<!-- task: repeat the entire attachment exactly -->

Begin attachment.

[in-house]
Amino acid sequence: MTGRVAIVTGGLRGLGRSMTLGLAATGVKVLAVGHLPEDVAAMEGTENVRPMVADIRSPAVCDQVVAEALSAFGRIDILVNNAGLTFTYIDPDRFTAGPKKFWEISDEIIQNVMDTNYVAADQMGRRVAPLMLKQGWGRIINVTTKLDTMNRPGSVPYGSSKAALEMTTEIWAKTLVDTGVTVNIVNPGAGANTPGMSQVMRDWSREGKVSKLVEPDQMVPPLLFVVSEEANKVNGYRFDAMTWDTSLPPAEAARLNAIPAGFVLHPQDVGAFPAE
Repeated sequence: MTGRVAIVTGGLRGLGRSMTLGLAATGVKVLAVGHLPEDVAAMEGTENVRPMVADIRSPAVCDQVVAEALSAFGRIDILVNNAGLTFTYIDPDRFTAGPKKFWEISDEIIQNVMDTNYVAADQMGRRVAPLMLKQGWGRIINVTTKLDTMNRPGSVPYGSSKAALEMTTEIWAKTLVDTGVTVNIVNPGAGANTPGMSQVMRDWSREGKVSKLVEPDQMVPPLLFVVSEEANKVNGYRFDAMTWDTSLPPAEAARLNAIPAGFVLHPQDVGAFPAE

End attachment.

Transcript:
[in-house]
Amino acid sequence: MTGRVAIVTGGLRGLGRSMTLGLAATGVKVLAVGHLPEDVAAMEGTENVRPMVADIRSPAVCDQVVAEALSAFGRIDILVNNAGLTFTYIDPDRFTAGPKKFWEISDEIIQNVMDTNYVAADQMGRRVAPLMLKQGWGRIINVTTKLDTMNRPGSVPYGSSKAALEMTTEIWAKTLVDTGVTVNIVNPGAGANTPGMSQVMRDWSREGKVSKLVEPDQMVPPLLFVVSEEANKVNGYRFDAMTWDTSLPPAEAARLNAIPAGFVLHPQDVGAFPAE
Repeated sequence: MTGRVAIVTGGLRGLGRSMTLGLAATGVKVLAVGHLPEDVAAMEGTENVRPMVADIRSPAVCDQVVAEALSAFGRIDILVNNAGLTFTYIDPDRFTAGPKKFWEISDEIIQNVMDTNYVAADQMGRRVAPLMLKQGWGRIINVTTKLDTMNRPGSVPYGSSKAALEMTTEIWAKTLVDTGVTVNIVNPGAGANTPGMSQVMRDWSREGKVSKLVEPDQMVPPLLFVVSEEANKVNGYRFDAMTWDTSLPPAEAARLNAIPAGFVLHPQDVGAFPAE